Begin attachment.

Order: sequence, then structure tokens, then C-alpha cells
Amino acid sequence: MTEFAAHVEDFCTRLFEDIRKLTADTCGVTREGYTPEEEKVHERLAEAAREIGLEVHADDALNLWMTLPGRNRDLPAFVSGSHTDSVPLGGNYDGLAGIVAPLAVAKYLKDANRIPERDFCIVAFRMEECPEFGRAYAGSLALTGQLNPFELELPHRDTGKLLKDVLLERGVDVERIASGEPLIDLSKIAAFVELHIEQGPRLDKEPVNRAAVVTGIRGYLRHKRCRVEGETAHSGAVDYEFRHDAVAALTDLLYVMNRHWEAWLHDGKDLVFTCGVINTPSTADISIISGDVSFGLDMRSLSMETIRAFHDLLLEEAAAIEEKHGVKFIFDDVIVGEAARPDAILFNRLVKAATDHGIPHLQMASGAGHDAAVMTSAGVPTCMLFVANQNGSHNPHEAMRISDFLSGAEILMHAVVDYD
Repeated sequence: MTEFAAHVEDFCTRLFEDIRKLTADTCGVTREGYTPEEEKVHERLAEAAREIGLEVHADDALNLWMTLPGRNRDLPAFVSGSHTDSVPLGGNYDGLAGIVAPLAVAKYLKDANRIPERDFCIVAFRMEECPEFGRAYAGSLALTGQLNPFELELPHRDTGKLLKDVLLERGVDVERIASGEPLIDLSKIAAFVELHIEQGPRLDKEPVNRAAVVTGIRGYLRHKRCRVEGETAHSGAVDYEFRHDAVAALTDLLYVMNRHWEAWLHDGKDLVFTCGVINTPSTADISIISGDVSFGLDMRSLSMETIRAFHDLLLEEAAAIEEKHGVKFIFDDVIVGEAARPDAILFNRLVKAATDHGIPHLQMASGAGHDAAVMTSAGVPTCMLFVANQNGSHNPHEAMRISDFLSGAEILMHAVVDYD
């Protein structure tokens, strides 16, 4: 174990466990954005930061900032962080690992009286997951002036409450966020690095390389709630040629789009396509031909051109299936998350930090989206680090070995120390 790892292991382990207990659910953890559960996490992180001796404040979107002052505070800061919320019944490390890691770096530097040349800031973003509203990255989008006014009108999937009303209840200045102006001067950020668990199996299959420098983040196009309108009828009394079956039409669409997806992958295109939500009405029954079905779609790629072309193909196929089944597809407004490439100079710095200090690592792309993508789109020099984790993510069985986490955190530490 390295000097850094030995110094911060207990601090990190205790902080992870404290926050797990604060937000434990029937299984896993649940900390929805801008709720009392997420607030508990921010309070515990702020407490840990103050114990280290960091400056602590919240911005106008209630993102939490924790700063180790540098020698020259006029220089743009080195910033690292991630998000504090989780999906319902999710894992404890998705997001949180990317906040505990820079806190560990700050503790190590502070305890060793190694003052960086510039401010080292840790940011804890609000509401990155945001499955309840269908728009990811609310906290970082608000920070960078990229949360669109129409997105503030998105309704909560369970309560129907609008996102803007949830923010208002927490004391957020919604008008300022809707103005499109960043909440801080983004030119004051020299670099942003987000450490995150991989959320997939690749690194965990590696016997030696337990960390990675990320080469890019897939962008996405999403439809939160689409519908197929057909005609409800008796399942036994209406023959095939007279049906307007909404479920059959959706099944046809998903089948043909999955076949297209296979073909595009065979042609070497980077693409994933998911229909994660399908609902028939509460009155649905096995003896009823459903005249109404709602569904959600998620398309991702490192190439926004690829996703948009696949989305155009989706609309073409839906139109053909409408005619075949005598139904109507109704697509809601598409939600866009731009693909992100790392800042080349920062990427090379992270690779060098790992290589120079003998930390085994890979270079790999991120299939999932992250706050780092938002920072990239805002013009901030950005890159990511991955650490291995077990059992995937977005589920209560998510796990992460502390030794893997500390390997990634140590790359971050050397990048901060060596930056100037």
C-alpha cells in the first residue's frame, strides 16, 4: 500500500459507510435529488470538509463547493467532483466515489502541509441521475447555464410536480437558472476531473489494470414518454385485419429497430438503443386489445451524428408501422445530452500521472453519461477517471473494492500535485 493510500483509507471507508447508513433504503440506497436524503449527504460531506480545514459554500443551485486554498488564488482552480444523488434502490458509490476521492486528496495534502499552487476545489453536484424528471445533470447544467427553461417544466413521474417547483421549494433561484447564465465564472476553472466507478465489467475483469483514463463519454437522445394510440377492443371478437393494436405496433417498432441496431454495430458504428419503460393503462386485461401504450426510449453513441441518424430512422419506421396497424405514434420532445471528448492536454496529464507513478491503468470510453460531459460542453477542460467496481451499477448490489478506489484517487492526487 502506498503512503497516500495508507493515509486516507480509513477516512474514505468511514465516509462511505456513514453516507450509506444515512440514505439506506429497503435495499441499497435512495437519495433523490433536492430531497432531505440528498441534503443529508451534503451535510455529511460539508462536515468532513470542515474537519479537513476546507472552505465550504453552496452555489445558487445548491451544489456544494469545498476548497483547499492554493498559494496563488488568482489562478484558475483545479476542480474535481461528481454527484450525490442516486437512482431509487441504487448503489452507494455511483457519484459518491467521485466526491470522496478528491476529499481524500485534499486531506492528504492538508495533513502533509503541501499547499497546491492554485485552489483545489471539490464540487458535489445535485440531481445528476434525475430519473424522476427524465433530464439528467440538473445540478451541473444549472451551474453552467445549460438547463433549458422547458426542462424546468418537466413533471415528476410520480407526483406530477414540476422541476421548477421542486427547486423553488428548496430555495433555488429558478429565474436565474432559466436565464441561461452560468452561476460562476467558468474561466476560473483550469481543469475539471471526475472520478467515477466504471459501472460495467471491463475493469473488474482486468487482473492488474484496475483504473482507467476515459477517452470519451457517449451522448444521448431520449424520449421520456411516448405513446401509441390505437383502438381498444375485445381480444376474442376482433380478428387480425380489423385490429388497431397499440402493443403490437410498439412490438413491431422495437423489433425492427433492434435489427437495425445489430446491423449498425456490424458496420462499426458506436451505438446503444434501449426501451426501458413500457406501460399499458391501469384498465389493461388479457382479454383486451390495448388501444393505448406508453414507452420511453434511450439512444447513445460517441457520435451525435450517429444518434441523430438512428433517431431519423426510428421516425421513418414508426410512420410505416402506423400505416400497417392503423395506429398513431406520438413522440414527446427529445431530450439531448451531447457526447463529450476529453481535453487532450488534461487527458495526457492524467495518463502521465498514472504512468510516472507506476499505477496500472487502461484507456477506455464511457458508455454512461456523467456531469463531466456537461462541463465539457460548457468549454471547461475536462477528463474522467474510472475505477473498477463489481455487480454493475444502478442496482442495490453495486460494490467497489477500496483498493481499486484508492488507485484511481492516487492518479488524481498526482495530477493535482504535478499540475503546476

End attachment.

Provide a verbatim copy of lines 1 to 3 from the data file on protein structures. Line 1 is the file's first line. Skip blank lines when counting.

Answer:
Order: sequence, then structure tokens, then C-alpha cells
Amino acid sequence: MTEFAAHVEDFCTRLFEDIRKLTADTCGVTREGYTPEEEKVHERLAEAAREIGLEVHADDALNLWMTLPGRNRDLPAFVSGSHTDSVPLGGNYDGLAGIVAPLAVAKYLKDANRIPERDFCIVAFRMEECPEFGRAYAGSLALTGQLNPFELELPHRDTGKLLKDVLLERGVDVERIASGEPLIDLSKIAAFVELHIEQGPRLDKEPVNRAAVVTGIRGYLRHKRCRVEGETAHSGAVDYEFRHDAVAALTDLLYVMNRHWEAWLHDGKDLVFTCGVINTPSTADISIISGDVSFGLDMRSLSMETIRAFHDLLLEEAAAIEEKHGVKFIFDDVIVGEAARPDAILFNRLVKAATDHGIPHLQMASGAGHDAAVMTSAGVPTCMLFVANQNGSHNPHEAMRISDFLSGAEILMHAVVDYD
Repeated sequence: MTEFAAHVEDFCTRLFEDIRKLTADTCGVTREGYTPEEEKVHERLAEAAREIGLEVHADDALNLWMTLPGRNRDLPAFVSGSHTDSVPLGGNYDGLAGIVAPLAVAKYLKDANRIPERDFCIVAFRMEECPEFGRAYAGSLALTGQLNPFELELPHRDTGKLLKDVLLERGVDVERIASGEPLIDLSKIAAFVELHIEQGPRLDKEPVNRAAVVTGIRGYLRHKRCRVEGETAHSGAVDYEFRHDAVAALTDLLYVMNRHWEAWLHDGKDLVFTCGVINTPSTADISIISGDVSFGLDMRSLSMETIRAFHDLLLEEAAAIEEKHGVKFIFDDVIVGEAARPDAILFNRLVKAATDHGIPHLQMASGAGHDAAVMTSAGVPTCMLFVANQNGSHNPHEAMRISDFLSGAEILMHAVVDYD